Since the nineteenth century domestic birds were recorded as suffering outbreaks of a disease that was referred to then as ‘fowl plague’ – but it was in the 1950s that this disease was identified as a strain of Influenza A. In the 1980s influenza viruses were classified based on their surface proteins. This virus later became referred to as H5N1 and colloquially as avian flu / bird flu. H5N1 became a major global concern and from the early 2000s, several large outbreaks occurred resulting in huge culling of kept birds.

The influenza virion showing the surface proteins and strands of RNA

How does a bird get infected?

A virion is a fully packaged particle with the capability to infect. The Influenza virion is a familiar shape to us nowadays since COVID-19 - a sphere with spikes. There are multiple spikes (proteins) of which there are two types spread around the surface. These proteins are called Hemagglutinin and Neuraminidase (The H and N as seen in the categorising of the virus.) The RNA (ribonucleic acid) is found within the virion and these contain the instructions if you will for reproducing more virions. The bird ingests a virion from a contaminated area and the virion now needs to find a cell within the bird that is suitable for it to attach to and start work. Virions attach to a host cell via the hemagglutinin spiked protein. The bird’s host cells have sugars on the surface receptors along with sialic acid and if a suitable type of sialic acid is available then the hemagglutinin will attach, insert the RNA into the host cell which will then start producing influenza virions. Once a new virion has been created it needs to be released and this is achieved by the neuraminidase spike (a protein) which will cleave off the hemagglutinin from the sialic acid receptor and off it goes. This newly created virion will look for another host cell to attach to and before long too many host cells become compromised and the bird starts to show symptoms of sickness until eventually it is overwhelmed - and succumbs to the virus.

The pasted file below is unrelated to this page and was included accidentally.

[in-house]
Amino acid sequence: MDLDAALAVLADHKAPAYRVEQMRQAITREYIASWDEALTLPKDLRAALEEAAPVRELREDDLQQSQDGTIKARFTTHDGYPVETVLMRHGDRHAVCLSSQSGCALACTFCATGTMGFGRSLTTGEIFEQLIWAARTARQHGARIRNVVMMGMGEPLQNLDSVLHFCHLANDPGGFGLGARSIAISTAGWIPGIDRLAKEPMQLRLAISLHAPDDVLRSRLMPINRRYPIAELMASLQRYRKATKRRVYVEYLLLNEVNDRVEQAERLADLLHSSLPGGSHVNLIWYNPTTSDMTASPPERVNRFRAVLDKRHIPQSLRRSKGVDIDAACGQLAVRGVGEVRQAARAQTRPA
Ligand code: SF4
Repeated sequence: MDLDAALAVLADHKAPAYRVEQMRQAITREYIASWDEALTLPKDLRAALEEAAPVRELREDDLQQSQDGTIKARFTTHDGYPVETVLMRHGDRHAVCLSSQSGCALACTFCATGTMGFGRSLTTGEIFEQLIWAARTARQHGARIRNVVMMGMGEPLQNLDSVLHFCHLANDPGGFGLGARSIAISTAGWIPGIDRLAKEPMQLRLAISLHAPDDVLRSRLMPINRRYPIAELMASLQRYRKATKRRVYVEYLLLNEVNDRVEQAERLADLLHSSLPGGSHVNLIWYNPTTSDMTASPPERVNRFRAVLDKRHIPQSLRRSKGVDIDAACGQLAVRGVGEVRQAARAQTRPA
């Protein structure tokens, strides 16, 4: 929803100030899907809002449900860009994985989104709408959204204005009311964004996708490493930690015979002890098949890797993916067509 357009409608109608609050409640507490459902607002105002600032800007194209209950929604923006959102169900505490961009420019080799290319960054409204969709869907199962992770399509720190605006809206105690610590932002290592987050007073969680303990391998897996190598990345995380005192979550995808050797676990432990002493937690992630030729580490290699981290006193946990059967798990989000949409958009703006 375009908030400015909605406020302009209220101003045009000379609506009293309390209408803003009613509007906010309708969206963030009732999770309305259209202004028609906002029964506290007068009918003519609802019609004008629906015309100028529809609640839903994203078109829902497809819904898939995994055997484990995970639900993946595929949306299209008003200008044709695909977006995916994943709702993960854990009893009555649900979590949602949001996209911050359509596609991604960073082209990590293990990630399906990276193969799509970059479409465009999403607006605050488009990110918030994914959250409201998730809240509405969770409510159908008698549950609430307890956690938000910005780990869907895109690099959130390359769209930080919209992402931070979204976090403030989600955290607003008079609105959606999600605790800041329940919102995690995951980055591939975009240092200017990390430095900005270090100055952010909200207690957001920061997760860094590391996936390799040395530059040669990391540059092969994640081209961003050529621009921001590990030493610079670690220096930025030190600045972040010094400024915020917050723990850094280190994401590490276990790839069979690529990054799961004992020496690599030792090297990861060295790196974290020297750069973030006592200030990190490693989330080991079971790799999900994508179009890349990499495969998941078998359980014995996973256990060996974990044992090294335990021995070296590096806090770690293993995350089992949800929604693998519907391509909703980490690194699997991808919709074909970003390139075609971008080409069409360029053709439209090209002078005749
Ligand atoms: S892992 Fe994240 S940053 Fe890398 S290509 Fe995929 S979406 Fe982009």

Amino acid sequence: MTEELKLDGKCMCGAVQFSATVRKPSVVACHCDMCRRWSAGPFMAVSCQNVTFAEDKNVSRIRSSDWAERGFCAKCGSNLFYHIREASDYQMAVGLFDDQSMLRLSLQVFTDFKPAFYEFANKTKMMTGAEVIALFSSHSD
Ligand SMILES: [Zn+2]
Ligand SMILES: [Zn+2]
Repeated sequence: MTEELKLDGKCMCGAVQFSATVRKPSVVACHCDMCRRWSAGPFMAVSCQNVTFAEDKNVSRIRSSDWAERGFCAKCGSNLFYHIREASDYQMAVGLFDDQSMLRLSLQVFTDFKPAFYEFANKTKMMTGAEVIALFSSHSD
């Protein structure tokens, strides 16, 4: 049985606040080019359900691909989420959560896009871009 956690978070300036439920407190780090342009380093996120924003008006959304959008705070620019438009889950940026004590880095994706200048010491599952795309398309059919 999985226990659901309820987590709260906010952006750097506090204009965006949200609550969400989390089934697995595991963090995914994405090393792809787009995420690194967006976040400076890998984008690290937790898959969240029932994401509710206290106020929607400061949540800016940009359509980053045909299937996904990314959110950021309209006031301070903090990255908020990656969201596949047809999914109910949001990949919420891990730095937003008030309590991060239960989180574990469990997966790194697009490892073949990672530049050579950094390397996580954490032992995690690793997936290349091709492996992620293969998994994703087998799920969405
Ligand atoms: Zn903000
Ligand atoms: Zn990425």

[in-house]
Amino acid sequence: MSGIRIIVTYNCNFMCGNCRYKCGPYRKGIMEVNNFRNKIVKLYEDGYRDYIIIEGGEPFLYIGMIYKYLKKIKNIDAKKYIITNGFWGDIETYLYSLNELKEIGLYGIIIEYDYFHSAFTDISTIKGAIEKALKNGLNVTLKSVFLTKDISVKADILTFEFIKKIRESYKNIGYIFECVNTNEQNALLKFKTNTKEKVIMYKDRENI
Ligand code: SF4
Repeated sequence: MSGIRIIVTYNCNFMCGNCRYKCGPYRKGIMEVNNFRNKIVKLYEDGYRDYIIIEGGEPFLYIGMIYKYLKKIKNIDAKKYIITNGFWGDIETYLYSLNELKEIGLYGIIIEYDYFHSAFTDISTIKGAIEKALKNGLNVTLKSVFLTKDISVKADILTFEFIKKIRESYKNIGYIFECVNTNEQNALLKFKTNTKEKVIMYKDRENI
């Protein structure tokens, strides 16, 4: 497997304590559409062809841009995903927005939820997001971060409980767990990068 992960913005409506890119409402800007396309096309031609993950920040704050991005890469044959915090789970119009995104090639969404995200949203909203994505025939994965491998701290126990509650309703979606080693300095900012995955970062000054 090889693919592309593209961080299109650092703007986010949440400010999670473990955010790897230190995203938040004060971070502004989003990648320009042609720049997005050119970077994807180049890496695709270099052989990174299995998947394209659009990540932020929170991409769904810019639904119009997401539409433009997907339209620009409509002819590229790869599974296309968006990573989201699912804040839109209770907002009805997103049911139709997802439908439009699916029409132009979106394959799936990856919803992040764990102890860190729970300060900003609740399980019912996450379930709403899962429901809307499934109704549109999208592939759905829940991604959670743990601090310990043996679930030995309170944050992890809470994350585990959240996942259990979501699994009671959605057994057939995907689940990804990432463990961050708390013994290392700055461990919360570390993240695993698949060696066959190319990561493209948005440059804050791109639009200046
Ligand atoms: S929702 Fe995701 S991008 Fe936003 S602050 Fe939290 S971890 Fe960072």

Structure of Influenza, showing neuraminidase marked as NA and hemagglutinin as HA

Structure of Influenza, showing neuraminidase marked as NA and hemagglutinin as HA

The sialic acid receptor on host cells is important as to why a specific influenza virus cannot infect all creatures. Human being cells for example mostly have sialic acid receptors with the atomic value a2,6. The H5N1 virion requires sialic acid receptors with a2,3 and so without this important value the virion will simply remain unattached and incapable of infection. Contrary to what is believed amongst the general public, not all birds are susceptible to avian flu and this is due to the cells within specific birds having compatible cells that the H5N1 virion requires. Swans, geese, ducks and many seabirds have a2,3 receptors in abundance and so are highly susceptible to the virus. Pigeons for example have very few a2,3 receptors and so the virus can only infect what is available within the bird. Such birds may just feel slightly sick but fortunately for them their immune system stands a chance to fight back and make the bird resistant should it come in contact with it again.